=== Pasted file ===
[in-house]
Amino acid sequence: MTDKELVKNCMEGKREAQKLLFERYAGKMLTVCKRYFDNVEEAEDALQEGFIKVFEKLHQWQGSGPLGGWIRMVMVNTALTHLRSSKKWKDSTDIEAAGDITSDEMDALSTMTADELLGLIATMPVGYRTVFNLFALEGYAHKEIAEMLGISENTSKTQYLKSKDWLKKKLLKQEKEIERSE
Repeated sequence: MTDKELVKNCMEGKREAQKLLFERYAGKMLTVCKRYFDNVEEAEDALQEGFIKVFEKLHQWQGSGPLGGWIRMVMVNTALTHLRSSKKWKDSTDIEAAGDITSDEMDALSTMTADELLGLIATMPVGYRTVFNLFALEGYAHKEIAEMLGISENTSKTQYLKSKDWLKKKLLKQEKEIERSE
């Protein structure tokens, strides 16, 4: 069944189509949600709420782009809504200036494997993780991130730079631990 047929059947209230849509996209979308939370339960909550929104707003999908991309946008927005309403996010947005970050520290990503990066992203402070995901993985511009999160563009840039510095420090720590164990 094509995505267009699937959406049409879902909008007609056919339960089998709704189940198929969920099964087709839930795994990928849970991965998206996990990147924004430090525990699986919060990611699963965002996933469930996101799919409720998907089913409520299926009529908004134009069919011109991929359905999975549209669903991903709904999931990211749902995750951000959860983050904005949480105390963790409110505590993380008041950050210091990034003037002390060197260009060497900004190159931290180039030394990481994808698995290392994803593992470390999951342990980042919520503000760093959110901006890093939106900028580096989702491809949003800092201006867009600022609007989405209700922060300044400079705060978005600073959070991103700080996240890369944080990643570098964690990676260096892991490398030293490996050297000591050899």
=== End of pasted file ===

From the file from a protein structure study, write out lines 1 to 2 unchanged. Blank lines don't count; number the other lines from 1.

[in-house]
Amino acid sequence: MTDKELVKNCMEGKREAQKLLFERYAGKMLTVCKRYFDNVEEAEDALQEGFIKVFEKLHQWQGSGPLGGWIRMVMVNTALTHLRSSKKWKDSTDIEAAGDITSDEMDALSTMTADELLGLIATMPVGYRTVFNLFALEGYAHKEIAEMLGISENTSKTQYLKSKDWLKKKLLKQEKEIERSE